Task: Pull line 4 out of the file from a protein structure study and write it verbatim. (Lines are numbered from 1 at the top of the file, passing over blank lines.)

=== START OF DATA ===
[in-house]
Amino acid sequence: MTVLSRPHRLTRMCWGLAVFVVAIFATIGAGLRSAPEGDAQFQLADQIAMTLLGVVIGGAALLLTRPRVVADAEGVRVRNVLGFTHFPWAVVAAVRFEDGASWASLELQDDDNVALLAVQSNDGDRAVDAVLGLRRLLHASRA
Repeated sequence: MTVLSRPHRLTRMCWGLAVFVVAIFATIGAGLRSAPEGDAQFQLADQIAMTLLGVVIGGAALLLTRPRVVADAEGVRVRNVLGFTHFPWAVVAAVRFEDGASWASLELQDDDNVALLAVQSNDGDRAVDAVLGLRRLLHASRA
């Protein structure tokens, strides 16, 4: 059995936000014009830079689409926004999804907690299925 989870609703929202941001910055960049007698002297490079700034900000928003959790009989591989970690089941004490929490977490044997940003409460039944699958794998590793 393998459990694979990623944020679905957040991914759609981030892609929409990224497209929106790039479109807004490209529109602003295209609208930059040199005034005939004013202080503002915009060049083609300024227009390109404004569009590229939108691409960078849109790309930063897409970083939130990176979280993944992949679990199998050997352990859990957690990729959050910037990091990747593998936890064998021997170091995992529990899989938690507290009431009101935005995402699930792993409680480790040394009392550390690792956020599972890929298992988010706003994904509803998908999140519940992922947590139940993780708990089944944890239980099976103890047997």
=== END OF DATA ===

């Protein structure tokens, strides 16, 4: 059995936000014009830079689409926004999804907690299925 989870609703929202941001910055960049007698002297490079700034900000928003959790009989591989970690089941004490929490977490044997940003409460039944699958794998590793 393998459990694979990623944020679905957040991914759609981030892609929409990224497209929106790039479109807004490209529109602003295209609208930059040199005034005939004013202080503002915009060049083609300024227009390109404004569009590229939108691409960078849109790309930063897409970083939130990176979280993944992949679990199998050997352990859990957690990729959050910037990091990747593998936890064998021997170091995992529990899989938690507290009431009101935005995402699930792993409680480790040394009392550390690792956020599972890929298992988010706003994904509803998908999140519940992922947590139940993780708990089944944890239980099976103890047997």